February is Heart Month, a time for each of us to consider whether or not we're doing enough to protect our circulatory system, regardless of age, and an opportunity to review the symptoms, risk factors, and preventative approaches to heart disease.
It's scary to think about, but heart disease is the number one killer in North America accounting for 43% of all deaths. Sadly, 50% die from the first heart attack - and most are not aware of their condition until a heart attack occurs.
There is strong evidence that we can reduce our risk of heart disease by taking a preventative approach, but what does that mean?
First of all, we must do our very best to avoid the major risk factors within our realm of control:
· poor diet
· lack of exercise
· excessive stress
Diabetes and hypertension pose an indirect risk but can be controlled with careful monitoring. In fact, heredity is the only factor over which we have limited influence.
Body fat is one of the most ‘weighty’ risk factors. A study of almost 6,000 middle-aged adults found that having a body fat percentage over 30% significantly increased the incidence of heart failure in both men and women. Body fat can be reduced with a healthy diet and increased physical activity. If you aren’t sure what your body fat percentage is, ask a nutritionist, a personal trainer at your gym, or pick up a Tanita scale from a fitness supply store so that you can monitor it at home.
There are several indicators that can help assess our risk of having a cardiovascular event. Here are the most important bio-markers of heart disease:
Cholesterol – The impact of cholesterol on heart disease is much smaller than previously thought. Nonetheless, it remains a risk factor. When arteries are damaged or inflamed, cholesterol builds up in them reducing blood flow to the heart. High-density lipoprotein (HDL) helps to remove arterial plaque. Raise HDL with regular exercise & daily intake of omega-3 fatty acids. The old adage “an apple a day…” is not that far off. Soluble fibers such as those found in apples, oatmeal, ground flaxseed and almonds can significantly reduce cholesterol by removing it from the digestive system.
C-Reactive Protein – CRP is an indicator of chronic inflammation somewhere in the body - not necessarily in the arteries; however, inflammation anywhere in the body indicates there is inflammation elsewhere, and CRP is strongly predictive of future heart disease. Omega-3 fats (EPA/DHA) from cold-water fatty fish, as well as turmeric, ginger, garlic, raw nuts and berries help to reduce inflammation.
Triglycerides – A high triglyceride level is a strong predictor of heart disease. In this case, the culprit is a diet high in carbohydrates! Sugar, white bread, cookies, pasta - if your triglyceride levels are elevated, these foods have got to go.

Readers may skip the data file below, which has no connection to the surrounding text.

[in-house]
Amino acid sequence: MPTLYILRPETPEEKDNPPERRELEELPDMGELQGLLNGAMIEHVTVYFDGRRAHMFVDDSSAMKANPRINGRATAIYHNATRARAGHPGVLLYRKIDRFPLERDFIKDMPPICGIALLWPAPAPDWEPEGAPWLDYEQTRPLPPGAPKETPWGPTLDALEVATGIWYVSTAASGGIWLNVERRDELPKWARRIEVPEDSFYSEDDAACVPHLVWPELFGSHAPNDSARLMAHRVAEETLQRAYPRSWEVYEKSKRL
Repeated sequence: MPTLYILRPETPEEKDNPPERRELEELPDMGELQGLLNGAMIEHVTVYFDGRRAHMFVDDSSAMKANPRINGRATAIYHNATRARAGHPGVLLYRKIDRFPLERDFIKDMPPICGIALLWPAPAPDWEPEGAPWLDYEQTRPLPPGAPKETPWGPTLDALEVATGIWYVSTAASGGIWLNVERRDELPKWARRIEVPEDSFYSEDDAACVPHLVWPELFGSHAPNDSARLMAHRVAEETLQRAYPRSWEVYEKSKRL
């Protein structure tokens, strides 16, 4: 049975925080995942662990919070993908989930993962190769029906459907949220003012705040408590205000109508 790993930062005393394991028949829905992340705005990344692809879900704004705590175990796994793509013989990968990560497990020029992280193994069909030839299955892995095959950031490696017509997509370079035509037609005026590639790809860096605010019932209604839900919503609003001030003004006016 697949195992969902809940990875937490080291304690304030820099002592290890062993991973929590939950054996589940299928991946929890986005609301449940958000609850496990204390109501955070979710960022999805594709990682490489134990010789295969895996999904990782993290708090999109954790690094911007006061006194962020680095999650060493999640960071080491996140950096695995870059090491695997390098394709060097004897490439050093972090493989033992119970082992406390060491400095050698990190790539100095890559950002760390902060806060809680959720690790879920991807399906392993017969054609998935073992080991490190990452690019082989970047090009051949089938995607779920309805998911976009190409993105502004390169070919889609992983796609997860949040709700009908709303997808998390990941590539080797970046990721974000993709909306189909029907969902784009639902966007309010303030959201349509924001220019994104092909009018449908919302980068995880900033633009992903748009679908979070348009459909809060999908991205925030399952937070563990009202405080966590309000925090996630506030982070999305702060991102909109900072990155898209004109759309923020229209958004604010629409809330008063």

Lipoprotein (a) – Lp(a), a relative of Low-density lipoprotein (LDL, the "bad" cholesterol) encourages the deposit of plaque in the arteries by enhancing the oxidation of LDL. Antioxidants block the effects of oxidation, so include antioxidant-rich foods in your diet such as brightly coloured fruits and vegetables (think superfoods like blueberries) and even dark chocolate daily.
Fibrinogen – High fibrinogen levels promote clotting in the arteries that impairs blood flow and raises blood pressure. Improve circulation and blood flow by diligently sipping water throughout the day and eating fish (not fried!) and garlic often. Other blood thinners include aspirin, red wine, green tea, ginkgo biloba, olive oil, vitamin E, vitamin A and beta-carotene. The enzyme nattokinase, which is found in the fermented soybean dish natto, is an effective blood thinner and may help to dissolve existing blood clots.
Homocysteine – Homocysteine is an amino acid by-product of protein breakdown. There is a direct positive correlation between high homocysteine levels and the risk of heart attack and stroke. Fortunately, it is one of the easiest risk factors to control. Homocysteine can be reduced by increasing your intake of the B vitamins folic acid (400 mcg daily), vitamins B6 and B12. Taking a multivitamin that includes these vitamins or taking a separate B complex supplement should do the trick.
Arterial stiffness – As we age, we lose collagen - and not just in our skin. Collagen is lost in the arteries too, reducing elasticity in the arterial wall. This can raise blood pressure. A poor diet, lack of exercise, and smoking promote collagen loss. Vitamin C, protein, and the mineral silica encourage collagen production.
Studies consistently show the benefits of exercise for those at risk of a heart attack. The type of exercise does not matter - walking is as effective as vigorous exercise - but duration is important. The longer the better. Your risk can be decreased by at least 53% with activity three times per week or more.
The highest frequency of heart attacks occurs at 9 a.m. on Monday morning. That telling statistic is more than enough evidence that stress plays an important role in the health of your heart and arteries. While science continues its attempts to explain why, meditation, deep breathing, and yoga are a tremendous help.
If smoking is your vice, your doctor can suggest a number of new techniques for quitting successfully. Sometimes improving diet and introducing regular exercise first prepares your body and mind for quitting.
Don’t be another unnecessary victim. Begin protecting your heart today.